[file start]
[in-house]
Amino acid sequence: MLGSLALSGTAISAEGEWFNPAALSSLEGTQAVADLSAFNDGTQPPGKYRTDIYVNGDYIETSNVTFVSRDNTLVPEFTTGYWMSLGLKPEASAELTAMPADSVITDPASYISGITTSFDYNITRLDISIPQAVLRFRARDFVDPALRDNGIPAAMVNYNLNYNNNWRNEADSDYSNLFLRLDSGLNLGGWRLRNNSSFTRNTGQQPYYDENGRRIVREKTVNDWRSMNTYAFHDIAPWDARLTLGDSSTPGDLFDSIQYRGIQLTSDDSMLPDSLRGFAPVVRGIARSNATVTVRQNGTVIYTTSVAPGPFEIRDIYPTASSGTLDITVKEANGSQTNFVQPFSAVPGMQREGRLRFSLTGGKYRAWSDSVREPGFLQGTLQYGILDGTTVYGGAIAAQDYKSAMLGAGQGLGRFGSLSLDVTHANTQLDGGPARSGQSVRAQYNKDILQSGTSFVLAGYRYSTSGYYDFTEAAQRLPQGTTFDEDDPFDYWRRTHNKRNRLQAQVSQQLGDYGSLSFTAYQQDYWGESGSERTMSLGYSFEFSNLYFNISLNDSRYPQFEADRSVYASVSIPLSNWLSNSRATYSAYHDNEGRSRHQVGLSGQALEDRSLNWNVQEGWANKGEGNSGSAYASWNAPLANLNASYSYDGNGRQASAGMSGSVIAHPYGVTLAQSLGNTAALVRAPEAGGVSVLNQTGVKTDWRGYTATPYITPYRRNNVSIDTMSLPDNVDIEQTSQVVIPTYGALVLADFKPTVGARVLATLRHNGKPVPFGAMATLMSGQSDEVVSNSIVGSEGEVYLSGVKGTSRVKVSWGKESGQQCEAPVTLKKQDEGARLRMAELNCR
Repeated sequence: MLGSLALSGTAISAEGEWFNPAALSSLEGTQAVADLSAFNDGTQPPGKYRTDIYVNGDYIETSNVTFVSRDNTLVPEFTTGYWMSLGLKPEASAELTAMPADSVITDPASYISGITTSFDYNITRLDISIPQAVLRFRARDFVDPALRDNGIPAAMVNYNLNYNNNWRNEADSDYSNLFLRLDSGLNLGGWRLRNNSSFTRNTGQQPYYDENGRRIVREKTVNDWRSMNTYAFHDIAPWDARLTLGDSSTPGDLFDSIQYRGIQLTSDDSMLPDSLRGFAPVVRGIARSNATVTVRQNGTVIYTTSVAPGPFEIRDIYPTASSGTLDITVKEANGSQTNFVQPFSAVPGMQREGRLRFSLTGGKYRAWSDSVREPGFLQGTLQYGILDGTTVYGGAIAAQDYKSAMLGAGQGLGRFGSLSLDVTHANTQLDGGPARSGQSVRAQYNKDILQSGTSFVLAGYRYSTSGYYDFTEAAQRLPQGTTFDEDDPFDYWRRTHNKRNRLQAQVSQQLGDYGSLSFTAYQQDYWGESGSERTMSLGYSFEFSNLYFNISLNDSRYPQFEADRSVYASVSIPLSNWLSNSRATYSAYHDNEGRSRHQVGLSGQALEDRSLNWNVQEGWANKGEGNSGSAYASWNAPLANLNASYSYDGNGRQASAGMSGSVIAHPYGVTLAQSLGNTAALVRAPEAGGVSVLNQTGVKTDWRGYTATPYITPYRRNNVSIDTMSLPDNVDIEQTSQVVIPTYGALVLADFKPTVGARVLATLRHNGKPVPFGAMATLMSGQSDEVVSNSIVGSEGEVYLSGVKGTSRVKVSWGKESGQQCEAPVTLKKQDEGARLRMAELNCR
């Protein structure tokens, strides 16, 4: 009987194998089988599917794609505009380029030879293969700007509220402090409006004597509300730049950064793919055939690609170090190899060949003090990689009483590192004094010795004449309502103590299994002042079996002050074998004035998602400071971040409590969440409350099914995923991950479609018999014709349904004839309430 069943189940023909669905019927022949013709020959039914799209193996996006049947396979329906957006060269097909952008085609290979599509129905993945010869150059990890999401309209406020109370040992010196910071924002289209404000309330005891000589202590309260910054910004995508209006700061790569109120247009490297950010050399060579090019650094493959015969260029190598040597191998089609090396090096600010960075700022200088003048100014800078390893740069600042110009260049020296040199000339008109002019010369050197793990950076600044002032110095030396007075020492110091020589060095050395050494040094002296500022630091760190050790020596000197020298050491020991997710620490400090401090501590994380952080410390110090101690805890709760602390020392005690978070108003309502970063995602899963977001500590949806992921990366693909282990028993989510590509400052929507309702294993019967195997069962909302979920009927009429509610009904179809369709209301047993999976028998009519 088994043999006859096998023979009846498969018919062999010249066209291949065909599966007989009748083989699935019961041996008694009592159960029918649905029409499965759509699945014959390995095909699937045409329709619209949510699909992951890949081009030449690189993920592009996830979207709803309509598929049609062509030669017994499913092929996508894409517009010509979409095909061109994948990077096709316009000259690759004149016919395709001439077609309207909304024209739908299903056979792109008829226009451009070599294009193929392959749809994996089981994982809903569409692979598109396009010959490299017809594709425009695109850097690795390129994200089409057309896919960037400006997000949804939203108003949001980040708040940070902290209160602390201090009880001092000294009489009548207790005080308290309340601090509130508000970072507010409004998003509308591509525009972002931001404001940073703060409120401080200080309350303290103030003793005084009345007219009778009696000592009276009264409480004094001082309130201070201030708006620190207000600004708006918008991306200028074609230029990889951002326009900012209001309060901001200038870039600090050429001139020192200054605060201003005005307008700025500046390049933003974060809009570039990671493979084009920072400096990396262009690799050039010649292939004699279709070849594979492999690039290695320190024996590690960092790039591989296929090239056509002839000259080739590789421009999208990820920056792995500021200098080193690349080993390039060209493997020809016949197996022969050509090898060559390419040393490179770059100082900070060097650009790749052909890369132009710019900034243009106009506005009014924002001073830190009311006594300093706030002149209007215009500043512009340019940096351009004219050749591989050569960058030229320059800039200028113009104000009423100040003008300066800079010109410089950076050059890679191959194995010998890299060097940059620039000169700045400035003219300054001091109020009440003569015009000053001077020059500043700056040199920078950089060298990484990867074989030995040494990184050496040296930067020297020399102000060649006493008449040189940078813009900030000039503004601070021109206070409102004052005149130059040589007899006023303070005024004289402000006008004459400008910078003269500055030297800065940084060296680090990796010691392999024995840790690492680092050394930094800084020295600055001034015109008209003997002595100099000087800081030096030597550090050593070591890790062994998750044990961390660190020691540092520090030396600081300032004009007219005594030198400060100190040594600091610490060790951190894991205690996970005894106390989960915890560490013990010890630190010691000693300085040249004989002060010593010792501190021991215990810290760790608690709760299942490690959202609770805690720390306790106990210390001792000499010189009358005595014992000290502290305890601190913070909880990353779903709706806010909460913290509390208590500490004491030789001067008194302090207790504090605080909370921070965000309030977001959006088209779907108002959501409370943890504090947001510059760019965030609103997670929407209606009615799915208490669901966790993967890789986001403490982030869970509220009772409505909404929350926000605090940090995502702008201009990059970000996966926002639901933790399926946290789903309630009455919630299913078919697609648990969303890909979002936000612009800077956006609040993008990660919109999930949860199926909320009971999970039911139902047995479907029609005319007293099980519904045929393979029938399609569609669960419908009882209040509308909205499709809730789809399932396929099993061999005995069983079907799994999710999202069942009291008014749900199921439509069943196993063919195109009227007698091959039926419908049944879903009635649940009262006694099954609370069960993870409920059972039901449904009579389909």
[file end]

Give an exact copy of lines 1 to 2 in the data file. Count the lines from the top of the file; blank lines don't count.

[in-house]
Amino acid sequence: MLGSLALSGTAISAEGEWFNPAALSSLEGTQAVADLSAFNDGTQPPGKYRTDIYVNGDYIETSNVTFVSRDNTLVPEFTTGYWMSLGLKPEASAELTAMPADSVITDPASYISGITTSFDYNITRLDISIPQAVLRFRARDFVDPALRDNGIPAAMVNYNLNYNNNWRNEADSDYSNLFLRLDSGLNLGGWRLRNNSSFTRNTGQQPYYDENGRRIVREKTVNDWRSMNTYAFHDIAPWDARLTLGDSSTPGDLFDSIQYRGIQLTSDDSMLPDSLRGFAPVVRGIARSNATVTVRQNGTVIYTTSVAPGPFEIRDIYPTASSGTLDITVKEANGSQTNFVQPFSAVPGMQREGRLRFSLTGGKYRAWSDSVREPGFLQGTLQYGILDGTTVYGGAIAAQDYKSAMLGAGQGLGRFGSLSLDVTHANTQLDGGPARSGQSVRAQYNKDILQSGTSFVLAGYRYSTSGYYDFTEAAQRLPQGTTFDEDDPFDYWRRTHNKRNRLQAQVSQQLGDYGSLSFTAYQQDYWGESGSERTMSLGYSFEFSNLYFNISLNDSRYPQFEADRSVYASVSIPLSNWLSNSRATYSAYHDNEGRSRHQVGLSGQALEDRSLNWNVQEGWANKGEGNSGSAYASWNAPLANLNASYSYDGNGRQASAGMSGSVIAHPYGVTLAQSLGNTAALVRAPEAGGVSVLNQTGVKTDWRGYTATPYITPYRRNNVSIDTMSLPDNVDIEQTSQVVIPTYGALVLADFKPTVGARVLATLRHNGKPVPFGAMATLMSGQSDEVVSNSIVGSEGEVYLSGVKGTSRVKVSWGKESGQQCEAPVTLKKQDEGARLRMAELNCR